Disregard for a moment the various nuances and unique selling propositions in the potent 400kW super-coupe segment, because all contenders have one unifying quality – an innate ability to devour the racing circuit with devastating efficiency.
Four-wheel drive or two, turbo or atmo, German, Italian or Martian, all options in the stratospheric machine market will put a smile on your face and leave a lot of rubber on the track, but most supercar owners do not have their own circuit or a diary flexible enough to accommodate every track day.
Which means at some point a mighty track warrior will have to take to the road and it is here many previous offerings have shown their weaknesses, but not the new R8, says Audi.
On paper at least, Audi’s second-generation sports flagship appears to tick a lot of practical boxes. Between its nose compartment and cabin areas the R8 has 338 litres of luggage space, service intervals are at a customary 15,000kms and among the various dynamic this and sports that, there is a ‘comfort’ driving mode.
But is there such a thing as the supercar you can use every day?
And even if you could, would anyone regularly drive a $355,900 V10 Plus coupe with 449kW to the office or the shops?
If Audi made a bad job of any interior then there would be something very wrong with the car world and even more so if they missed the mark with its halo model, but the R8’s cabin is exactly as it should be, with top-quality materials, squeaky clean design and excellent ergonomics.
V10 R8s get more adjustment in their sports seats and, while we found the V10 Plus Recaros almost perfect, a tilt-adjustable base would have resulted in the ideal driving position. Audi will swap the most hardcore seats for the more adjustable V10 (but not as bucketed) versions if you ask.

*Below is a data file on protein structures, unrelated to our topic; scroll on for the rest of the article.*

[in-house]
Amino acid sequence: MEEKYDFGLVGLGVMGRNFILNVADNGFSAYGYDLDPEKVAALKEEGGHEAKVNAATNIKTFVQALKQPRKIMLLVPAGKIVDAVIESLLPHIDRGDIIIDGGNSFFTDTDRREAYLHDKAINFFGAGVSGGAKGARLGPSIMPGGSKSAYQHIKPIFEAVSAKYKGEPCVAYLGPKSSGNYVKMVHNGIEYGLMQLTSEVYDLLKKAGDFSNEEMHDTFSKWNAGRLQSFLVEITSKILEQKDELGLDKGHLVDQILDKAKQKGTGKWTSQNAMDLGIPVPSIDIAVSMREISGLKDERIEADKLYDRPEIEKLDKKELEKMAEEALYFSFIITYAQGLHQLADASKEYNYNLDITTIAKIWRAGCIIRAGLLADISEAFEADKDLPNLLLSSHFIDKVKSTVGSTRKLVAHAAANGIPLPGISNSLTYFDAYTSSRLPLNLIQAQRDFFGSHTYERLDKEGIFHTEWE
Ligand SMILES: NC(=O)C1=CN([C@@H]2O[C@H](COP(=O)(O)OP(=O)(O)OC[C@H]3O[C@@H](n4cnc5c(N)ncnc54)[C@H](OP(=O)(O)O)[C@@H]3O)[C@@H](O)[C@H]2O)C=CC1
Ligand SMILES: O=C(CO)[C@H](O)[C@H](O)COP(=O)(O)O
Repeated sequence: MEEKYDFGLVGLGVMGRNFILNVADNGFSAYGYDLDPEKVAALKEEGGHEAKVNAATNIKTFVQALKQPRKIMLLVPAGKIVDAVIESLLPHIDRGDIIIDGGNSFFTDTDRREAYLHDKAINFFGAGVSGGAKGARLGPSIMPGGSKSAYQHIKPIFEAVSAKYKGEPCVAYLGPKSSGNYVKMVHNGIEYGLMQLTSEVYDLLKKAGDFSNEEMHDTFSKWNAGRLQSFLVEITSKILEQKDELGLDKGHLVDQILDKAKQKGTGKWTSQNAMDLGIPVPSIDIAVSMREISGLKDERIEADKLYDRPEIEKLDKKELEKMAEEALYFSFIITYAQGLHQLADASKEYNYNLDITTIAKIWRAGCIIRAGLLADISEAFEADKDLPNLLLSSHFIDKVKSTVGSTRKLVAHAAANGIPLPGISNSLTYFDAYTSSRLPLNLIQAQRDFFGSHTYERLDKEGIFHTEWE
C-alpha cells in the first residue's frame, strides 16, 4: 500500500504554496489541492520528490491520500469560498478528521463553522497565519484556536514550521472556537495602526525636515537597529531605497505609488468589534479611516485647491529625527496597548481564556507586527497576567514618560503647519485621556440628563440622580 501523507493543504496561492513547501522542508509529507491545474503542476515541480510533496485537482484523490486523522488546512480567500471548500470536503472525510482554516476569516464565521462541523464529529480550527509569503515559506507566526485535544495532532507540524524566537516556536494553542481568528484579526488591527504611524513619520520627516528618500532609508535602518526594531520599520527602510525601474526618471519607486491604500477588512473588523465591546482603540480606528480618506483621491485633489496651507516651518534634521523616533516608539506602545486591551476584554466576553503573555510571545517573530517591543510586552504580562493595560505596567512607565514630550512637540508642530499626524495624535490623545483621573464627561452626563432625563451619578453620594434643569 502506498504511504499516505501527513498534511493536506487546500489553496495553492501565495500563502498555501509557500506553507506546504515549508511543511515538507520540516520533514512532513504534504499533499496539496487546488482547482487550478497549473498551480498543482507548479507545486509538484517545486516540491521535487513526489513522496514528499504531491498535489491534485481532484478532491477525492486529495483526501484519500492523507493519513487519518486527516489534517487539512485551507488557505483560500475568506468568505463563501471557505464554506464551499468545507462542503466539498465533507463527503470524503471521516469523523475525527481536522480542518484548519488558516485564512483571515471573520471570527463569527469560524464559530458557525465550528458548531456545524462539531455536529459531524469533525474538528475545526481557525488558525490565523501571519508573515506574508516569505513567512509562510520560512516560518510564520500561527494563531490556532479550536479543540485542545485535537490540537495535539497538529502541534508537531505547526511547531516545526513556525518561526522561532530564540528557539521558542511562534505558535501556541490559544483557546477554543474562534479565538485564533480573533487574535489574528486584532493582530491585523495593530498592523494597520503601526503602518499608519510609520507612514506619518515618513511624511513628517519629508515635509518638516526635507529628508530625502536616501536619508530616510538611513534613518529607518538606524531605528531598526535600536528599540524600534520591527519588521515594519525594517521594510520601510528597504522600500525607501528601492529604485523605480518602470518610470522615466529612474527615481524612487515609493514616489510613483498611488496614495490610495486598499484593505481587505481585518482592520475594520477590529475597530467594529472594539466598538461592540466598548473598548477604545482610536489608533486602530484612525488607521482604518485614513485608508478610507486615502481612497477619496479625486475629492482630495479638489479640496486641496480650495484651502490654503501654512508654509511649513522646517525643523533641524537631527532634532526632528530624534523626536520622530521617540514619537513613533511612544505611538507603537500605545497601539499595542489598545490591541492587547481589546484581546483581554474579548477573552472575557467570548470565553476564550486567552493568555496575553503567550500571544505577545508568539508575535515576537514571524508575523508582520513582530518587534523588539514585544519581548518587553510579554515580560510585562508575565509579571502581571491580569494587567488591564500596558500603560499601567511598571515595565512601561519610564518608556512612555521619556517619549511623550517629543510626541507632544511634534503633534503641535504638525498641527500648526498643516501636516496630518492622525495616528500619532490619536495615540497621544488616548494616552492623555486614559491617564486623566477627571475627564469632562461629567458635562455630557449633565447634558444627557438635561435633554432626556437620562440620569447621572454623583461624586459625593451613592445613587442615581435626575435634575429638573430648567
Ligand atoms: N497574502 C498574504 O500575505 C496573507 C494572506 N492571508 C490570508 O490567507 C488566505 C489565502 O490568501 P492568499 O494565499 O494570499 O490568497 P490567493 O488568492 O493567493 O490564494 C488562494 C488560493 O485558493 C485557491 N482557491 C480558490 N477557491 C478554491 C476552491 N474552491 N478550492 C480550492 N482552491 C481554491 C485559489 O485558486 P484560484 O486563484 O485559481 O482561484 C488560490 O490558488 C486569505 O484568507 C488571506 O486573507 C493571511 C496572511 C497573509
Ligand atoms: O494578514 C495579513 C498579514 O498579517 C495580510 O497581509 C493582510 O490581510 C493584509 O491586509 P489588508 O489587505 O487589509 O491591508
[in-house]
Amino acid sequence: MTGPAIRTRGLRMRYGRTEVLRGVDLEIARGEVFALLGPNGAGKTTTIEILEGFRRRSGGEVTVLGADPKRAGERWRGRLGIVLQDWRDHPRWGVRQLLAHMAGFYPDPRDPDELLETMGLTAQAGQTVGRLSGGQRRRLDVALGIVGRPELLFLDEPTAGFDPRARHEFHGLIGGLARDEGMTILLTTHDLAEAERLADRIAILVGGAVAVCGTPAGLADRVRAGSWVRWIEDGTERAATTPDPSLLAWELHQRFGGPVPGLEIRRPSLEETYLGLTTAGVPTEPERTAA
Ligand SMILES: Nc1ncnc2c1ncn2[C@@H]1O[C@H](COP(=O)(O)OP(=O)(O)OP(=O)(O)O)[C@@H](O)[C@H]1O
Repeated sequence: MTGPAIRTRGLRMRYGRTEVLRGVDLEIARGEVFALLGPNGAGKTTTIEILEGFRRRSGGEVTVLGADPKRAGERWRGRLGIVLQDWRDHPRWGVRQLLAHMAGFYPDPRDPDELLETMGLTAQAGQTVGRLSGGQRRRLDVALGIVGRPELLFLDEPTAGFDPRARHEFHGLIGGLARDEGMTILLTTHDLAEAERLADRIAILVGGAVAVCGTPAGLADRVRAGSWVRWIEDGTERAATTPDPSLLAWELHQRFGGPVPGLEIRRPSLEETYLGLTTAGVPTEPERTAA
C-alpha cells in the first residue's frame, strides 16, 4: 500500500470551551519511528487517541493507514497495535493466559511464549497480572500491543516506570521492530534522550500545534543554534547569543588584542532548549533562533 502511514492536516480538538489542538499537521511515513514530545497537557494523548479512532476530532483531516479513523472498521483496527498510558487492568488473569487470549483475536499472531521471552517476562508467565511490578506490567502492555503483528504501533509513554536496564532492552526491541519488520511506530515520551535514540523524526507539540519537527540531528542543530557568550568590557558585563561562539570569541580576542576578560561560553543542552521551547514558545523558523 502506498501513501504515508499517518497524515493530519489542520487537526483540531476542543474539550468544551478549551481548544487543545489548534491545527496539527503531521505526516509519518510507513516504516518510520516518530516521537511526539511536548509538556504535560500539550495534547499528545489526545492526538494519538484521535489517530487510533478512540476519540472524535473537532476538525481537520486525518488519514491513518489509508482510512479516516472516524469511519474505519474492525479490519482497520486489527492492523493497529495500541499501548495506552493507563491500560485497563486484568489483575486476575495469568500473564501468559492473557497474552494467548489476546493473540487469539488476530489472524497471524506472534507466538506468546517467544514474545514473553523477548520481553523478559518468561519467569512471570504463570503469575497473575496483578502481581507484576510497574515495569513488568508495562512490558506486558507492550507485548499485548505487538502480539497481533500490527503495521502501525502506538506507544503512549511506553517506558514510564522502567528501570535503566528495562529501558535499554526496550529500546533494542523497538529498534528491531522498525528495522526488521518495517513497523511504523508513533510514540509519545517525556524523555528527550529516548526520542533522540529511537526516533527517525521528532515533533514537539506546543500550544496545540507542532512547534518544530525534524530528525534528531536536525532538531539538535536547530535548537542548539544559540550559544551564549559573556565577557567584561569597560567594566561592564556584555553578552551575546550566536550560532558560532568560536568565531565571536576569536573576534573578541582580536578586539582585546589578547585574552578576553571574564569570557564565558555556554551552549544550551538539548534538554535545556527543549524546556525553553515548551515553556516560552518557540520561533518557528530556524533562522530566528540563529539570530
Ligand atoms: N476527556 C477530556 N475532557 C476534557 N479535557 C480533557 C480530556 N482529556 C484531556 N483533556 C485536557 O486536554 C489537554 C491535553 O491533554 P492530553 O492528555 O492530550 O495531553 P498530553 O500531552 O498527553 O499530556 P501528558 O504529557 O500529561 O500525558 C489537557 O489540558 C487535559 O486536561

With snug seats that have to be accessed over the low and wide sills, the R8 probably suits a leaner figure, but getting in and out is all part of the supercar experience and we loved the feeling of being tucked in and ready for business.
The Audi’s asking price is on par with other contenders in the segment – but we will let you decide if that equals a ‘fair’ price, but we do think the options list was a touch on the pricey side.
Our car had subtle but pleasant matte carbon-fibre additions to the air-conditioning vents and Virtual Cockpit instrument surround, which adds $5,000 to the bottom line.
But it’s easy to forget about earthly things like money when you hit the steering wheel-mounted ignition button, which simultaneously fires the excellent 12.3-inch Virtual Cockpit display into life and lights the touchpaper of the naturally aspirated 5.2-litre V10.
Slipping the 7-speed S tronic dual-clutch transmission into drive with the excessively large gear selector and gently pulling away all seemed rather, well, Audi. At low speed the R8 is placid and calming and not at all like a car with the track-incinerating performance that we remember.
With the Audi drive select switched to comfort or auto, the steering is light, cabin noise is low, the ride is firm but smooth and, even though cylinders nine and ten are just centimetres away from your head, the V10 purrs like a sleeping bear.
We wonder if anyone really would use an R8 or any other highly strung coupe as a daily drive, but, at least with the R8, the potential is there.